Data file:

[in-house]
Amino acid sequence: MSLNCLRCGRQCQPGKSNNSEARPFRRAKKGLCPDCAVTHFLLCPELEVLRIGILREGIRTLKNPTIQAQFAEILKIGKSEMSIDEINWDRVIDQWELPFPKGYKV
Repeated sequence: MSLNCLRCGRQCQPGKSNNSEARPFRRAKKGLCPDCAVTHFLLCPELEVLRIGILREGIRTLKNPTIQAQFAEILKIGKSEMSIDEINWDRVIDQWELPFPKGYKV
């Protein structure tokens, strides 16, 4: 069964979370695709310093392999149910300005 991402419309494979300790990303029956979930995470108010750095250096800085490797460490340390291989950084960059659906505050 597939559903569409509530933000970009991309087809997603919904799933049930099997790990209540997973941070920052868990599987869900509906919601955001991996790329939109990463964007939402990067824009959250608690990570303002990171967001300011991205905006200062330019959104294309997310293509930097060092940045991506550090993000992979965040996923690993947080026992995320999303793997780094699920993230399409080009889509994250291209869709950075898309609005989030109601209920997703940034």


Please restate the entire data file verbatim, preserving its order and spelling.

[in-house]
Amino acid sequence: MSLNCLRCGRQCQPGKSNNSEARPFRRAKKGLCPDCAVTHFLLCPELEVLRIGILREGIRTLKNPTIQAQFAEILKIGKSEMSIDEINWDRVIDQWELPFPKGYKV
Repeated sequence: MSLNCLRCGRQCQPGKSNNSEARPFRRAKKGLCPDCAVTHFLLCPELEVLRIGILREGIRTLKNPTIQAQFAEILKIGKSEMSIDEINWDRVIDQWELPFPKGYKV
């Protein structure tokens, strides 16, 4: 069964979370695709310093392999149910300005 991402419309494979300790990303029956979930995470108010750095250096800085490797460490340390291989950084960059659906505050 597939559903569409509530933000970009991309087809997603919904799933049930099997790990209540997973941070920052868990599987869900509906919601955001991996790329939109990463964007939402990067824009959250608690990570303002990171967001300011991205905006200062330019959104294309997310293509930097060092940045991506550090993000992979965040996923690993947080026992995320999303793997780094699920993230399409080009889509994250291209869709950075898309609005989030109601209920997703940034």